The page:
Once we have achieved enlightenment, we can transcend the need to like our yoga instructor and can detach ourselves from the need to “click” with our teacher. Nothing any teacher says or does will bother us because we will be so evolved with our practice that we can stay serene in any circumstance. That place most of us have yet if ever to visit, which is why I believe we need to find the right instructor for each of us and to examine why we react different to the teachers we encounter.
I have traveled amongst countless classes in my fourteen-year practice. Some teachers inspired me, and others, well, I just had to dig deeper and avoid staring at the clock. Recently I began to wonder why some teachers resonated with me and made the class fly by, whereas others seemed to drag on. I tried to find one thing all the teachers I liked had in common: some were men, some were women, some were transgender. Some used humor, others did not.
What I found in scanning my list of teachers that have resonated me reflects greatly on my own personality. I prefer female teachers to be strong, direct, and humorous, whereas with male teachers I accepted them when they were more gentle. It struck me how I was looking for my female teachers to role model the behavior I would like to see in myself. It also struck me that I rejected soft-spoken, gentle female teachers because on a subconscious level, I was rejecting qualities typically associated with women. So many years I believed that soft meant weak, and even though I have tried to soften myself, I have room for growth in embracing the quiet strength and power found in the gentlest of women.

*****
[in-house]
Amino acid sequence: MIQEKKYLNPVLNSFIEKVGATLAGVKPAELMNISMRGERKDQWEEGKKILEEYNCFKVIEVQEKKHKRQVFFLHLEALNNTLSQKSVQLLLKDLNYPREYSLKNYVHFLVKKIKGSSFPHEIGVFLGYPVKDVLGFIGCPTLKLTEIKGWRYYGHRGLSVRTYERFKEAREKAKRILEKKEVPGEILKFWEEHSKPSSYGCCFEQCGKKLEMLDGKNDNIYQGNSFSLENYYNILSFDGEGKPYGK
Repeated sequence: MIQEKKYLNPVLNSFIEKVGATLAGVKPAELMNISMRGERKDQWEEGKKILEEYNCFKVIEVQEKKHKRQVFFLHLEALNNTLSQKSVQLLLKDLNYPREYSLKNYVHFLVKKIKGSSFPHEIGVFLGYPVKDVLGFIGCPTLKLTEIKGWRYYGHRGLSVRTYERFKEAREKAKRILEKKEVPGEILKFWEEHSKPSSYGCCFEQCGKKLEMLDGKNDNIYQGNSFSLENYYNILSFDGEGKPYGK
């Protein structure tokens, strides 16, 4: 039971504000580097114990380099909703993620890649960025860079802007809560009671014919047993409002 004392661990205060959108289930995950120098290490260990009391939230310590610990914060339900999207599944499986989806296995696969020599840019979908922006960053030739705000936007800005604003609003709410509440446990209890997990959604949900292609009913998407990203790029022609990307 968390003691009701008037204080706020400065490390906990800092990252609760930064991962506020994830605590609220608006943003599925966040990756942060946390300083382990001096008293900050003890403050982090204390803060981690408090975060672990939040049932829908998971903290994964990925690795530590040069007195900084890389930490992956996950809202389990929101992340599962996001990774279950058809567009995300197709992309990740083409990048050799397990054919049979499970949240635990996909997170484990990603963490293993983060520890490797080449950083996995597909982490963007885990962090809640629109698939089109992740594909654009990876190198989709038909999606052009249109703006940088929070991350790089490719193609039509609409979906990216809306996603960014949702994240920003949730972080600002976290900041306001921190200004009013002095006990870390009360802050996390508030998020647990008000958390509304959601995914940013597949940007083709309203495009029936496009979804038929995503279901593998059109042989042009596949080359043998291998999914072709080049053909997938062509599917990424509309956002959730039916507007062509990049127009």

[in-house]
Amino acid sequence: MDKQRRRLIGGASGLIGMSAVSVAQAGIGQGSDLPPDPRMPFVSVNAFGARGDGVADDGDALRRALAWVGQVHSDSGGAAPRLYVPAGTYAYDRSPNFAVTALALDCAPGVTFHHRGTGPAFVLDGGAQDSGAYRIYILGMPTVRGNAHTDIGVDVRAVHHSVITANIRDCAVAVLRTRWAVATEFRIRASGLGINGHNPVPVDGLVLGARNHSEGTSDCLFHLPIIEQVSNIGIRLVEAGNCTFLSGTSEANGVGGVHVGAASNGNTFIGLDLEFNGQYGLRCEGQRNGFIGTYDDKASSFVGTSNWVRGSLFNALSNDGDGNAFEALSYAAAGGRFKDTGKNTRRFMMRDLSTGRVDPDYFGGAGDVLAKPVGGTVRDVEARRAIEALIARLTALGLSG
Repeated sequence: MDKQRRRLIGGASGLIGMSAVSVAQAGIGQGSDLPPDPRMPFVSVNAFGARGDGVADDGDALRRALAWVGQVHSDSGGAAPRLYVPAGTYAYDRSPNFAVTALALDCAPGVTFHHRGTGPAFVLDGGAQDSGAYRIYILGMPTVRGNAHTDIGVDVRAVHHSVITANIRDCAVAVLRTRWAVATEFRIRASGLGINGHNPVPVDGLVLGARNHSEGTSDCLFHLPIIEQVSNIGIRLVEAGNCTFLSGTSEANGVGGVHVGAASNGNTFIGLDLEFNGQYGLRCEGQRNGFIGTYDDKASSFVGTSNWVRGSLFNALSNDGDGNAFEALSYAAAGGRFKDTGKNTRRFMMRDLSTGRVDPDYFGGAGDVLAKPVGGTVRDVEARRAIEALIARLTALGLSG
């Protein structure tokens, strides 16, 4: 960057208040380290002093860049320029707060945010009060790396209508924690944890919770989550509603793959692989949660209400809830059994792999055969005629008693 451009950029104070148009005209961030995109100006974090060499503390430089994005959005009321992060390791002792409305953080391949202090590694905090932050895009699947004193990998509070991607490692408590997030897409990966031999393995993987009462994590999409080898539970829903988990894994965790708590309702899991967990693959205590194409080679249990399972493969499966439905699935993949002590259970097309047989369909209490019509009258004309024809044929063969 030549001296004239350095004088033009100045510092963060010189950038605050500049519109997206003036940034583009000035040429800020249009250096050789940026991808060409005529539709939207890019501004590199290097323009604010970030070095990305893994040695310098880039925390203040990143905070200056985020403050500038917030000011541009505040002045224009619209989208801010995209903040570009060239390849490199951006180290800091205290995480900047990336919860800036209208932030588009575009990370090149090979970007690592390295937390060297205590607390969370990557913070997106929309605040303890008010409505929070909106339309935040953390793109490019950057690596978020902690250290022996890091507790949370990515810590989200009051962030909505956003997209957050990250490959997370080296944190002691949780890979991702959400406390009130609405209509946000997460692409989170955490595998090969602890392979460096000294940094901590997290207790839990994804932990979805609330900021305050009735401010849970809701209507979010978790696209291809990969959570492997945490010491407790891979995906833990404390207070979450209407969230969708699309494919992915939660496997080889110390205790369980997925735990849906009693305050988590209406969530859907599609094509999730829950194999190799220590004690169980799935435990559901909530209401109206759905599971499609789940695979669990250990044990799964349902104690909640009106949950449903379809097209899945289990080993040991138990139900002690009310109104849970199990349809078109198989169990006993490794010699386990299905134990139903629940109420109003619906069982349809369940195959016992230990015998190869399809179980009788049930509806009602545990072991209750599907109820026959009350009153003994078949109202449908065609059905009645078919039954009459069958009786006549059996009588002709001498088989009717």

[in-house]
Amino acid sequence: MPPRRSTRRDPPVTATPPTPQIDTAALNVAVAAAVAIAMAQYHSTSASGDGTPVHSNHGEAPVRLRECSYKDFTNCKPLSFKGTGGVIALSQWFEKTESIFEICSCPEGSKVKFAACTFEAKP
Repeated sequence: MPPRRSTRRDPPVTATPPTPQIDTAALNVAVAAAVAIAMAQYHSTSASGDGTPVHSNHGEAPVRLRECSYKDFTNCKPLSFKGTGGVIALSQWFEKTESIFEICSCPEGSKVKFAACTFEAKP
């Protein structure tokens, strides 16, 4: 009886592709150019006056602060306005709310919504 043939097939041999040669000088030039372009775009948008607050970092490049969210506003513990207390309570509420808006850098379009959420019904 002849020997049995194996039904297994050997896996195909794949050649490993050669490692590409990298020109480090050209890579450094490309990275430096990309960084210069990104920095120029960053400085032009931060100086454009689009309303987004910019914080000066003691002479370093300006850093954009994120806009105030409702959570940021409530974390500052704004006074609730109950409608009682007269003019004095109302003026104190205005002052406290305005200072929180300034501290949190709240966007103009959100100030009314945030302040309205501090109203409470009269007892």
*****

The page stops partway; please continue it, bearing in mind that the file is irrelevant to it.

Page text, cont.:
One other thing that did resonate strongly with me was that while I preferred teachers who broke with traditions and injected their own wisdom and knowledge into the practice, I appreciated traditional teachers when they seemed genuine to me. Some classes felt too mechanical, as if the teacher simply regurgitated words rather than internalizing them and becoming them. When it appears the teacher is imbibing us with wisdom just because they heard it or read it somewhere, rather than because they explored it for themselves for quite sometime, I sense this, and it disturbs me. It’s scary, of course, breaking with the traditions in such a tradition-bound practice such as yoga, but there are teachers out there who can balance respecting the tradition and expanding the body of knowledge.
I encourage you to explore what teachers you liked and didn’t and to try and to notice any patterns and what that tells you about how you view others, and maybe even how you view yourself.